I hear the familiar hesitation in your voice when we speak. The sharp intake of breath and the disappointing sigh of an unposed question, like the hiss of an emptying balloon. With coaxing and reassuring, you come out with a familiar question.
But what about your health? Am I not even supposed to care?
And with that, you step into a long and living history. It stings and disappoints, as it always does. As a fat person, someone is always telling me about their concern for my health, and hearing it from such a dear friend smarts. I need you to know about your companions—the friends, family, colleagues, and strangers who have expressed those same concerns for as long as I have been fat.
I was 18 years old the first time someone told me I was going to die. I had just gotten the first job that I’d been truly passionate about, working with poets and novelists whose writing I so admired and had relied on in my adolescence. Luminaries whose work reached its warm hands into my ribcage, cradling everything vital and tender there, at a time that felt so isolating. A favorite poet was holding a reading, and I was in charge of it.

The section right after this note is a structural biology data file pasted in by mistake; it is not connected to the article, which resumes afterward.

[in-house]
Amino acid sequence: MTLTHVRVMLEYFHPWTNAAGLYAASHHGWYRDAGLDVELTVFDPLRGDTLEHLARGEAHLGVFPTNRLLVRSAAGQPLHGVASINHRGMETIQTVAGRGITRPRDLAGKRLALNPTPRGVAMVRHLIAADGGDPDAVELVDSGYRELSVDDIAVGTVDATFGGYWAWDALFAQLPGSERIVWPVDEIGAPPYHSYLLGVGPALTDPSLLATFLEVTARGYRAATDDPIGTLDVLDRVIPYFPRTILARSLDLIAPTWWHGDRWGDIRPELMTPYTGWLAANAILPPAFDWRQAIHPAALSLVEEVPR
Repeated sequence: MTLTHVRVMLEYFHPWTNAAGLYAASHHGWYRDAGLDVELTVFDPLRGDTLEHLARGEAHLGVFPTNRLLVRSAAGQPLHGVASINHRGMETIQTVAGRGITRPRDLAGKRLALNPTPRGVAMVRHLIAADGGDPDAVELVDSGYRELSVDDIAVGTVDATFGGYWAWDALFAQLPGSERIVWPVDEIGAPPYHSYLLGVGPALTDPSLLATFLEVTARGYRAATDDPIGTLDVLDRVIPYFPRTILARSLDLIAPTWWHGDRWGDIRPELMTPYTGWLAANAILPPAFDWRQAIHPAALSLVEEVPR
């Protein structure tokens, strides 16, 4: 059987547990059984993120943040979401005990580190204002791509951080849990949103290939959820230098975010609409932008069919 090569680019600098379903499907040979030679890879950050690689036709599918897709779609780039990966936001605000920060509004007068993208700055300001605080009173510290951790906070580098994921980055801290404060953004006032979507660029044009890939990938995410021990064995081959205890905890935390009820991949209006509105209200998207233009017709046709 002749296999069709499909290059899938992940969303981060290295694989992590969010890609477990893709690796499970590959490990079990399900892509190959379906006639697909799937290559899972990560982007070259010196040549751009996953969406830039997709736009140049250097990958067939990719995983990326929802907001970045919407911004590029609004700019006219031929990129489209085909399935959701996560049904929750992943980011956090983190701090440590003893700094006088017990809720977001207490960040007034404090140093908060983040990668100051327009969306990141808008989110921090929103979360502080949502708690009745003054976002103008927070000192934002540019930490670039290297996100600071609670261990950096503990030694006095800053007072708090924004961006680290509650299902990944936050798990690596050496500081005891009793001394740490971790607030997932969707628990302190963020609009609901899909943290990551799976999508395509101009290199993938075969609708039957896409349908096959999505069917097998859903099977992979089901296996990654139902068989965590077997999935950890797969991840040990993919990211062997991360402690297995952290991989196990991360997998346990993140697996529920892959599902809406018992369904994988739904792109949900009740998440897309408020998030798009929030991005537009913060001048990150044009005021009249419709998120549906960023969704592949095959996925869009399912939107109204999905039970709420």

I’d spent months planning that first event, and I couldn’t have been prouder. Dozens of people showed up and everything was going according to plan. I stationed myself behind the food, dishing up plates for attendees, and welcoming them as they made their way through the line. An older man, well-dressed, smiled as he accept…